Referring now to the drawings, which illustrate the invention in a preferred form, the slide holder comprises a double corrugated layer cardboard body piece generally indicated at 1. The piece 1 comprises a top board surface 2 and a bottom board surface 3 between which are positioned upper and lower corrugation layers 4 and 5 respectively. An intermediate board 6 separates the corrugation layers 4 and 5. The layers-4 and 5 are so assembled that the corrugation channels 4', 4' and 5', 5' formed by each layer lie in parallel relationship with one another. Portions of the piece 1 are cut out to provide rectangular cut out sections generally indicated at 7, 7 and a sheet of stiff material 8, such as Bristol board, is afiixed to one side of the piece 1 to form a back- When assembled, the corrugation channels 4', 4' and 5, 5 which have been cut intersect the longer sides of the rectangular cut out sections 7, 7.
The cut out sections 7, 7 house microslides A, A and B, B, the slides being supported by the backing sheet 8. As seen in Figures 2, 3, and 4, slides A, A are of greater thickness than slides B, B. Slides A, A represent the cardboard, aluminum clip, glass cover micropaleonthological slides mentioned hereinabove while the slides B, B represent the thin glass microslide common to biological usage. To hold the slides in place within the cut out sections 7, 7, slide retaining pins 9, 9 are inserted through certain of the aligned corrugation channels 4', 4 and i 5, 5', which intersect the cut out sections7, 7. The pins 9, 9 extend from one edge of the body piece 1 to the opposite edge thereof. As seen in Figures 2 and 4, the retaining pins 9, 9 are inserted through certain of the aligned corrugation channels 4', 4' within the upper corrugation layer 4 to retain the thicker slides A, A in place within the cut out sections 7, 7 while, as seen in Figures 3 and 4, the retaining pins 9, 9 are inserted through certain of the aligned corrugation channels 5', 5' within the lower corrugation layer 5 to retain the thinner slides in place. The pins 9, 9 do not touch the slides but lie immediately above the slide faces thereby permitting only very slight vertical movements of the slides. The pins 9, 9 when in position, overlie the slides adjacent the end sections of the slides so that any slight movements of the slides against the pins will not damage the specimens which are usually mounted adjacent the central sections of the slides. To remove the slides from the holder, the pins 9, 9 are merely removed from the channels and the slides removed from the cut out sections 7, 7. The retaining pins are preferably formed from metal, however, wood or bamboo dowels may be used instead of the metal pins.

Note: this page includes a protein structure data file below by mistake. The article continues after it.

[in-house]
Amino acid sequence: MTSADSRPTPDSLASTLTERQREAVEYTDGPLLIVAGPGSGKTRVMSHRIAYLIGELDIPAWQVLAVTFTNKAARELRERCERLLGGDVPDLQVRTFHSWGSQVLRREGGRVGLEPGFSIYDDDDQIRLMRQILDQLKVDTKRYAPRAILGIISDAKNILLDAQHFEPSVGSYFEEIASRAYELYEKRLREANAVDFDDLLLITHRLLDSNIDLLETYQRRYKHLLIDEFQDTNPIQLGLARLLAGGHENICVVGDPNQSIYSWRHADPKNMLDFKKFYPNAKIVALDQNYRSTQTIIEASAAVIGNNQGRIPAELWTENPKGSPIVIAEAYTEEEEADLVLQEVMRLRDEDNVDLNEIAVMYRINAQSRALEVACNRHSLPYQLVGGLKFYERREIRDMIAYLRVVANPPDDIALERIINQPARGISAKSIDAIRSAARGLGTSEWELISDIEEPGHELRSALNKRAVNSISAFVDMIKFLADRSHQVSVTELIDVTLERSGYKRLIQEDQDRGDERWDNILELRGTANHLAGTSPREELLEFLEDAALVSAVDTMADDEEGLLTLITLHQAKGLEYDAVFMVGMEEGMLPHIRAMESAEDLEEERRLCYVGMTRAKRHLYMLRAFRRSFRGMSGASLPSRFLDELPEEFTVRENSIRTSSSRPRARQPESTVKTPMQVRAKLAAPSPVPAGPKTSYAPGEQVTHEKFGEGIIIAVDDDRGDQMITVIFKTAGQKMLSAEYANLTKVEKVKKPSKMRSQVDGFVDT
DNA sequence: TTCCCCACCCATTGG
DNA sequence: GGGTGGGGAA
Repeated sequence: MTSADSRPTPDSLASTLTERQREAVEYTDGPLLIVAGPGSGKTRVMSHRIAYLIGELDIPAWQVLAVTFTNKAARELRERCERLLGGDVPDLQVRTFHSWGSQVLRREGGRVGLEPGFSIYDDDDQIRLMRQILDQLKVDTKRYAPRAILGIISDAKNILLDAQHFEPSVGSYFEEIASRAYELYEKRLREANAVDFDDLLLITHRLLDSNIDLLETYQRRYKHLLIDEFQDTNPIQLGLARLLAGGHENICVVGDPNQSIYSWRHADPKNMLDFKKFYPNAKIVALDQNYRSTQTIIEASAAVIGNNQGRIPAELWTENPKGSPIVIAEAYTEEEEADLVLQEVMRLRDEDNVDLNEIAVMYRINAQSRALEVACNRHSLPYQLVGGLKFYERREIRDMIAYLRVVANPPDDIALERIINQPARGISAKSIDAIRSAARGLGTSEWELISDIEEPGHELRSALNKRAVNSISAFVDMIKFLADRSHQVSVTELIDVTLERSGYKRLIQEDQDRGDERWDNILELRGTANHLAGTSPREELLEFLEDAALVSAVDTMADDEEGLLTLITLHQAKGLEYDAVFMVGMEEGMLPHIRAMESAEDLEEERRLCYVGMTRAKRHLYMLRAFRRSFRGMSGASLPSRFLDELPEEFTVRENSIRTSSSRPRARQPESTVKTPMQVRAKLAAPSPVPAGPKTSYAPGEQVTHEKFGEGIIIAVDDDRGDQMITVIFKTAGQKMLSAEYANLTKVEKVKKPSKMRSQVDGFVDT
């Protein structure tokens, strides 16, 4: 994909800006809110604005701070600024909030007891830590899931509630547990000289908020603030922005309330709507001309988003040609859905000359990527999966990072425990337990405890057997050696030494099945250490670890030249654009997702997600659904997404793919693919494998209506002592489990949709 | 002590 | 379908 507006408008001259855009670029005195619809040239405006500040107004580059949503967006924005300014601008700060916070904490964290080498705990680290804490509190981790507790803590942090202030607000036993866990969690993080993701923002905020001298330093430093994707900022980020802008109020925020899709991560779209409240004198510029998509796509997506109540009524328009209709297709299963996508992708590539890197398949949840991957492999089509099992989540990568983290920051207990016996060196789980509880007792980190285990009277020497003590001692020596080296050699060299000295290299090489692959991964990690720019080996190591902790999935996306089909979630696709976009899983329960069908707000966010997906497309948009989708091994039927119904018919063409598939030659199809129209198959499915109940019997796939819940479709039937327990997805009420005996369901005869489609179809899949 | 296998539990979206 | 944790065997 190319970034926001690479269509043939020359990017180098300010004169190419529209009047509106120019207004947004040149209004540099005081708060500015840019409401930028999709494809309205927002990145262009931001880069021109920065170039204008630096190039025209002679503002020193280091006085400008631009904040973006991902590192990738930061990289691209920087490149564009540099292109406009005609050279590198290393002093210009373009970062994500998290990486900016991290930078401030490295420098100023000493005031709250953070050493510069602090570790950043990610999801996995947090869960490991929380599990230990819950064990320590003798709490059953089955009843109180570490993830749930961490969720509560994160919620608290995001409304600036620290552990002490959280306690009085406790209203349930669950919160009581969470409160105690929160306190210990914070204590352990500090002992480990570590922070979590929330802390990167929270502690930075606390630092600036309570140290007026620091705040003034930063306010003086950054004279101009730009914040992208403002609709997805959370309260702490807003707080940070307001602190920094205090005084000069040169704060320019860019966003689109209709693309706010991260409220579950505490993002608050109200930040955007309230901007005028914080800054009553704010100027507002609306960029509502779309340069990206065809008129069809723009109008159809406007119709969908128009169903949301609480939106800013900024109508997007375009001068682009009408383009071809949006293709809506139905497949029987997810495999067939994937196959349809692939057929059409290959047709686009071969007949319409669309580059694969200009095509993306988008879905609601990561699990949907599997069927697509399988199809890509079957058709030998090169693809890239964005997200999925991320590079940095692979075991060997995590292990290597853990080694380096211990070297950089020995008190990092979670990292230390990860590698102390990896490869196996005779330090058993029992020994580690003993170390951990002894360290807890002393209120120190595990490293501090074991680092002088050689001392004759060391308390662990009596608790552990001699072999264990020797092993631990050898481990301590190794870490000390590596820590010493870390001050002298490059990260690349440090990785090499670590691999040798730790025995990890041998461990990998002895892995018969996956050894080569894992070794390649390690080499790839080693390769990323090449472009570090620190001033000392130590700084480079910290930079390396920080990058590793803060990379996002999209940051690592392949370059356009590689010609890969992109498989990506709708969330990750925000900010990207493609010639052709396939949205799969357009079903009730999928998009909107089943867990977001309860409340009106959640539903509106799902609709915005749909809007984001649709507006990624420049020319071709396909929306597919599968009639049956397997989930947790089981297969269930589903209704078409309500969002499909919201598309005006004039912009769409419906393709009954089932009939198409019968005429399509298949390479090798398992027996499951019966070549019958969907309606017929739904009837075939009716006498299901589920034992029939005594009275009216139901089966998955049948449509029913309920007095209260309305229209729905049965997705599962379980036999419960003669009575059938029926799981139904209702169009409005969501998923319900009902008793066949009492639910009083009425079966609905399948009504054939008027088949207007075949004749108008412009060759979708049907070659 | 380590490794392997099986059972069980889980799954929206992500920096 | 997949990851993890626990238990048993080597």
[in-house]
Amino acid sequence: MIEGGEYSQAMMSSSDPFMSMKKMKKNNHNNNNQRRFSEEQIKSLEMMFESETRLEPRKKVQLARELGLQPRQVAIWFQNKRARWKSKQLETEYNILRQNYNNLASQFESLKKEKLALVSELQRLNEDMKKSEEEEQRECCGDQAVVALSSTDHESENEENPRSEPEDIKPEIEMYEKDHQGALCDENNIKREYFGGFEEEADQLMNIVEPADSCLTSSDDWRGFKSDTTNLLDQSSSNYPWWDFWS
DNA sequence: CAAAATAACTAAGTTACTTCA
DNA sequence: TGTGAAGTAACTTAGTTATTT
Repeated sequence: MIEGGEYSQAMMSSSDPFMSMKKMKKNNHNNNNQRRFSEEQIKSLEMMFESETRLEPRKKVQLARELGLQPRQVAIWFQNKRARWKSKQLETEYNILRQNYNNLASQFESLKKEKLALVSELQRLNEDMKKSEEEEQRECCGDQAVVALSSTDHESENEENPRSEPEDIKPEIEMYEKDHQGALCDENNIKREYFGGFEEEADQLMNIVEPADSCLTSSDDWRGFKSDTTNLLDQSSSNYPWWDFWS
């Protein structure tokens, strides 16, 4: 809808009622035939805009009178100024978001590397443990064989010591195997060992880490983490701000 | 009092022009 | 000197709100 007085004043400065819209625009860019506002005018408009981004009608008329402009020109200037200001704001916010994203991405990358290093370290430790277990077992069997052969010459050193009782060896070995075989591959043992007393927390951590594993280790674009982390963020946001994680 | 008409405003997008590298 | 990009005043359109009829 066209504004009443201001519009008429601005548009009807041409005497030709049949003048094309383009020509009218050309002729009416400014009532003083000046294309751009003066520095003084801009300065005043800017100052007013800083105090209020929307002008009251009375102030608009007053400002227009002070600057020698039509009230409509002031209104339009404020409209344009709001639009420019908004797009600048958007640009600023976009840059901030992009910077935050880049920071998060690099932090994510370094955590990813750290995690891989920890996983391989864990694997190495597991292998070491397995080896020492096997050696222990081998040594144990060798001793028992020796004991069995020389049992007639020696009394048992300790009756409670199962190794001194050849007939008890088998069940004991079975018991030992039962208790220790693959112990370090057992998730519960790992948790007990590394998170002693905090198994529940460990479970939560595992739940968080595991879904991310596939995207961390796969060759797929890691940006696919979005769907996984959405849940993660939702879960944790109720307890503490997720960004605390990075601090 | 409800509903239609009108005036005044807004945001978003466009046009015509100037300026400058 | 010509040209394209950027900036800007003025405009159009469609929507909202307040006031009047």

The body piece 1 may also be constructed from wood, moulded plastic or other suitable material, in which case the aligned channels or holes are drilled out of the uncut portions of the piece 1 or formed during the moulding operation. The holes lie parallel with a backing and one series of holes is near the backing while the second or upper series of holes is near the top surface of the piece 1. The channels are formed, of course, so that their paths of alignment intersect the longer sides of the 2,761,558 Patented Sept. 4, 1956 in construction and inexpensive, and can beconstructed to house a single slide or a plurality of slides of the same or of different thicknesses. The holder, with the slides positioned therein, may be stored in standard;